Ickworth conversation pieces
Conversation piece is the name given to a type of group portraiture. Works of this sort are usually small in scale and show an informal group of family members or friends. They're sometimes, but not always, engaged in conversation.
This type of painting was particularly favoured in England in the 18th century. Artists such as Johann Zoffany (1733-1810) and Thomas Gainsborough (1727-1788) painted conversation pieces. Though here at Ickworth we have portraits by Zoffany and Gainsborough we don't have any conversation pieces by them. We do however have ones by William Hogarth, William Hoare, and Hubert-François Gravelot and others which you can see in the Smoking Room.
Lord John Hervey (1696-1743) is in the centre wearing a grey coat and holding his key as Vice-Chamberlain of the King’s Household. He's surrounded by a group of his Whig friends, some like Hogarth, were also Freemasons.
If you look carefully you'll notice the gentleman standing on the chair in the left of the picture is about to topple backwards. Conversation pieces like many other paintings often contain hidden jokes.
The 3rd Earl greets his family
This shows the future 3rd Earl with his mother, his two married sisters and their husbands, Constantine Phipps, later Lord Mulgrave, and George Fitzgerald.
We believe it to have been commissioned in October 1750, when all the sitters were in Paris. The artist Gravelot had been commissioned to paint the bodies of the group and bizarrely the artist Liotard was comissioned simply to paint their heads. In the end though Liotard completed only the heads of the Phipps, and Gravelot painted the heads of the Fitzgeralds and Lady Hervey. However Lady Hervey was dissatisfied with the result and subsequently had her own head and that of her son painted back in England.
The ship in the background seems to be the 3rd Earl’s last command, the Dragon.
Although not as crowded as many conversation pieces this has the same purpose. It shows the Earl-Bishop presenting his son and heir John Augustus, to the ex-Prime Minister William Pitt. Pitt was an advocate of a strong navy, and John Augustus is about to go to sea for the first time.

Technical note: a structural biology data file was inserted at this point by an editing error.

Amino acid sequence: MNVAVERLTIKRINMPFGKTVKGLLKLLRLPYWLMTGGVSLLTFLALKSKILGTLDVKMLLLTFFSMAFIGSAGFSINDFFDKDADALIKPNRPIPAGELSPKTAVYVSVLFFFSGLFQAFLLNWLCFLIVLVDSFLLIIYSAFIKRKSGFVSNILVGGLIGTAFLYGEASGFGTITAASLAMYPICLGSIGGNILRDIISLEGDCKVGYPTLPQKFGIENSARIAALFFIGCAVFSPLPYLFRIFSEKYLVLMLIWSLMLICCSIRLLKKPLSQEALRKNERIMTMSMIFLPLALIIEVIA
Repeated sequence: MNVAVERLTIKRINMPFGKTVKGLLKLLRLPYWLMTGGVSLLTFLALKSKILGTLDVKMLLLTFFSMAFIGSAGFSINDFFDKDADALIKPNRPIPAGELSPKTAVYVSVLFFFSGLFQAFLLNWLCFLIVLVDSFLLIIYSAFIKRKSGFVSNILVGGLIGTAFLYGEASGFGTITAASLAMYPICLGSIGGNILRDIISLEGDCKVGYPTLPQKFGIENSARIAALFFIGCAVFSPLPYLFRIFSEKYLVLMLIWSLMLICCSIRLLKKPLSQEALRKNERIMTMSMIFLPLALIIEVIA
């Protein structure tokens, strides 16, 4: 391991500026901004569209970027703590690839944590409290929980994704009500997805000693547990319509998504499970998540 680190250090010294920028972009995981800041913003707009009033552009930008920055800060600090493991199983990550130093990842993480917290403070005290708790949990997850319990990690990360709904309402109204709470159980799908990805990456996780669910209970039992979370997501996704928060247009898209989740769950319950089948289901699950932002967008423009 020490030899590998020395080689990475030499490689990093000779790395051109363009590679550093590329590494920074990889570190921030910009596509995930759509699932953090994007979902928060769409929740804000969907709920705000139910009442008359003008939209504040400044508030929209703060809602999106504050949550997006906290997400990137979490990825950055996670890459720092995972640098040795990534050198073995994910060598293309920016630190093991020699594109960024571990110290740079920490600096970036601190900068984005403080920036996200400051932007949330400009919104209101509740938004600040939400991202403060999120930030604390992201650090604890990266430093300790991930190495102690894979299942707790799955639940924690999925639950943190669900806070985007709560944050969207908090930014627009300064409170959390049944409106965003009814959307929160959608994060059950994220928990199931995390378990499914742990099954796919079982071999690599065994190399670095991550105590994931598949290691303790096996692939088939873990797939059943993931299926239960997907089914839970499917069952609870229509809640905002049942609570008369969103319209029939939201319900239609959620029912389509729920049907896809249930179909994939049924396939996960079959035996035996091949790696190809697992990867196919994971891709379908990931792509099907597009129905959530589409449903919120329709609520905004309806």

The artist is William Hoare (1707-1792) who was a member of the Royal Academy and the leading portrait artist in Bath until the arrival in the town of Thomas Gainsborough. Although William Hoare was a very competent artist, his paintings possibly lack the psychological depth of Gainsborough's which might explain why Hoare was knocked from his top spot. You can see a magnificent portrait of the 3rd Earl of Bristol by Gainsborough in the drawing room so perhaps you might like to decide yourself who's the better artist.
Like a conversation piece ‘The Death of Wolfe’ by Benjamin West is an imaginary grouping of people. Although the man holding the dying General’s right hand is the 1st Earl of Bristol’s grandson Captain Hervey Smyth, this is not a grouping of friends or family engaged in informal activity.
This type of painting is a generally called an history painting. The capturing of a notable moment in history was considered the grandest level of painting. Portrait painting was very lucrative, but history painting had the higher prestige.
General James Wolfe died in 1759 at the battle of Quebec from French musket fire. He was a friend of Lord John Hervey’s daughter, Lady Mulgrave (1723-80) and his aide-de-camp shown to the left of the dying man, was a grandson of the 1st Earl, Captain Hervey Smyth.
This is the fourth version of the painting completed for the Earl-Bishop, who described Wolfe as: ‘My military saint, who deserves much more to be canoniz’d than any religious one I have ever read of.’